- Upgrading to house in the suburbs becoming less realistic
- Condo-house price gap likely to get much bigger as population ages
- ‘Prolonged stagnation or very sluggish growth’ in Toronto condo market
The long-awaited “soft landing” for Canada’s housing markets has arrived, though it’s more of a “harder” landing in Alberta and Saskatchewan, the Bank of Montreal says in a new report.
“Canadian home price gains are now almost purely a two-city phenomenon,” BMO senior economist Robert Kavcic wrote, referring to Toronto and Vancouver.
Those cities are pulling up the national average price, but three-quarters of housing markets are now seeing price growth below the average, Kavcic wrote.
In a housing market scorecard released last month, BMO identified 10 of 22 major housing markets as being “very weak.” Only three -- Hamilton-Burlington, St. Catharines and Windsor, all in Ontario -- were identified as “strong.”
And even within Toronto and Vancouver, price growth depends on the specific type of housing. While single-family home prices have soared by 25 per cent in the past three years, condo prices have grown only 10 per cent in that time.
That has resulted in a widening gap between condos and single-family homes. Toronto’s average condo-house price gap reached nearly $290,000 earlier this year, raising fears among many condo dwellers that an upgrade to a single-family home is growing out of reach.
That certainly seems to be the view of BMO’s Kavcic, who suggests that, for some, the jump from condo to suburban home may be becoming a thing of the past.
“Buyers used to move out of the city for more affordable real estate, but they now have to effectively move ‘up’ the city.”
But that trend won't be so absolute that people will give up on single-family homes. The report predicts that Toronto’s condo market could be in for “a prolonged period of stagnation or very sluggish growth,” thanks to more homeowners wanting to make the jump.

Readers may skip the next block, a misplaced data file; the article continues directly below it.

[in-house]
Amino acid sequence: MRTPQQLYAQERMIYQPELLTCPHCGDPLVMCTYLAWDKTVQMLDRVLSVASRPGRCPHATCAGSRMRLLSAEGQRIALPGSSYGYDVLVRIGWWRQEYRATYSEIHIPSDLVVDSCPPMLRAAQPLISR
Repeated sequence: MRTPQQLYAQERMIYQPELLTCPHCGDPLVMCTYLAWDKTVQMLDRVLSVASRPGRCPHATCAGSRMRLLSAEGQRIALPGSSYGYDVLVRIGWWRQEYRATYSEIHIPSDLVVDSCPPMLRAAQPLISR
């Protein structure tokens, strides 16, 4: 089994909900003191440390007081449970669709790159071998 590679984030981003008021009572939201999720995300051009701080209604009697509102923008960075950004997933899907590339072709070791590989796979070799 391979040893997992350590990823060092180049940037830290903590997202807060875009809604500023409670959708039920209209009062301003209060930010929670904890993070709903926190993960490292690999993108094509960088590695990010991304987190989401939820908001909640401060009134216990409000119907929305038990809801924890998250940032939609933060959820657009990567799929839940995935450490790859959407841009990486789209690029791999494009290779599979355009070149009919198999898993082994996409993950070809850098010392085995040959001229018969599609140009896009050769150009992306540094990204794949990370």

A mini “baby boom” of 25-34-year-olds in Toronto, who drove up the condo market over the past decade, are moving into the 35-44 age group, which “are prime backyard-hunting years,” Kavcic wrote. These home hunters will drive up the price of detached homes while reducing demand for condos.
Single-family home prices are expected to keep rising through the end of the decade, “until demographics weaken,” Kavcic wrote.
Developers have been building fewer and fewer single-family homes, and more and more condos, and that is making detached homes a rarer, more precious asset. For that reason, the condo-house price gap is likely to continue growing.
In Toronto, policy has something to do with the decline of single-family homes. The provincial government’s move a decade ago to create a Greenbelt around Greater Toronto and institute density requirements in existing neighbourhoods has reduced single-family home construction, Kavcic said.
But the metro area isn’t out of room just yet; there is still 15 years’ worth of development space on the edges of the city, Kavcic wrote.
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